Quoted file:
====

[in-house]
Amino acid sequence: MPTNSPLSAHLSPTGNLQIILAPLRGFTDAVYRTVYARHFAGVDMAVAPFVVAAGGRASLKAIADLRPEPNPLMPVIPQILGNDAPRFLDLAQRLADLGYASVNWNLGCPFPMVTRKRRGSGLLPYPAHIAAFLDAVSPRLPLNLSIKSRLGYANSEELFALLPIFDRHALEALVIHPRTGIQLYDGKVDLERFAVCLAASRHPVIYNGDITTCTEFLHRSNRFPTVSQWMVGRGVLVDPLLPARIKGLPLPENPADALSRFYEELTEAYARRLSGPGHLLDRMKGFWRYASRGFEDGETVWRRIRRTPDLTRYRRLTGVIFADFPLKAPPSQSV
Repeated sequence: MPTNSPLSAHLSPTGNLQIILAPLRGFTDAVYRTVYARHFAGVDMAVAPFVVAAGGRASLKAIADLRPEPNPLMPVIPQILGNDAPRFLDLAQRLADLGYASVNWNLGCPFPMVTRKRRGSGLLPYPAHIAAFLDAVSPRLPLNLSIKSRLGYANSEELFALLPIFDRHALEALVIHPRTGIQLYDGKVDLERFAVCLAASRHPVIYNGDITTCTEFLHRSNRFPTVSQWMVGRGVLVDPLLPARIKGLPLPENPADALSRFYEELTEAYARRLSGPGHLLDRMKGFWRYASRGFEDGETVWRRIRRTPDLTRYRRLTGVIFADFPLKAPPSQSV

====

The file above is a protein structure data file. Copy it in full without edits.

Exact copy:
[in-house]
Amino acid sequence: MPTNSPLSAHLSPTGNLQIILAPLRGFTDAVYRTVYARHFAGVDMAVAPFVVAAGGRASLKAIADLRPEPNPLMPVIPQILGNDAPRFLDLAQRLADLGYASVNWNLGCPFPMVTRKRRGSGLLPYPAHIAAFLDAVSPRLPLNLSIKSRLGYANSEELFALLPIFDRHALEALVIHPRTGIQLYDGKVDLERFAVCLAASRHPVIYNGDITTCTEFLHRSNRFPTVSQWMVGRGVLVDPLLPARIKGLPLPENPADALSRFYEELTEAYARRLSGPGHLLDRMKGFWRYASRGFEDGETVWRRIRRTPDLTRYRRLTGVIFADFPLKAPPSQSV
Repeated sequence: MPTNSPLSAHLSPTGNLQIILAPLRGFTDAVYRTVYARHFAGVDMAVAPFVVAAGGRASLKAIADLRPEPNPLMPVIPQILGNDAPRFLDLAQRLADLGYASVNWNLGCPFPMVTRKRRGSGLLPYPAHIAAFLDAVSPRLPLNLSIKSRLGYANSEELFALLPIFDRHALEALVIHPRTGIQLYDGKVDLERFAVCLAASRHPVIYNGDITTCTEFLHRSNRFPTVSQWMVGRGVLVDPLLPARIKGLPLPENPADALSRFYEELTEAYARRLSGPGHLLDRMKGFWRYASRGFEDGETVWRRIRRTPDLTRYRRLTGVIFADFPLKAPPSQSV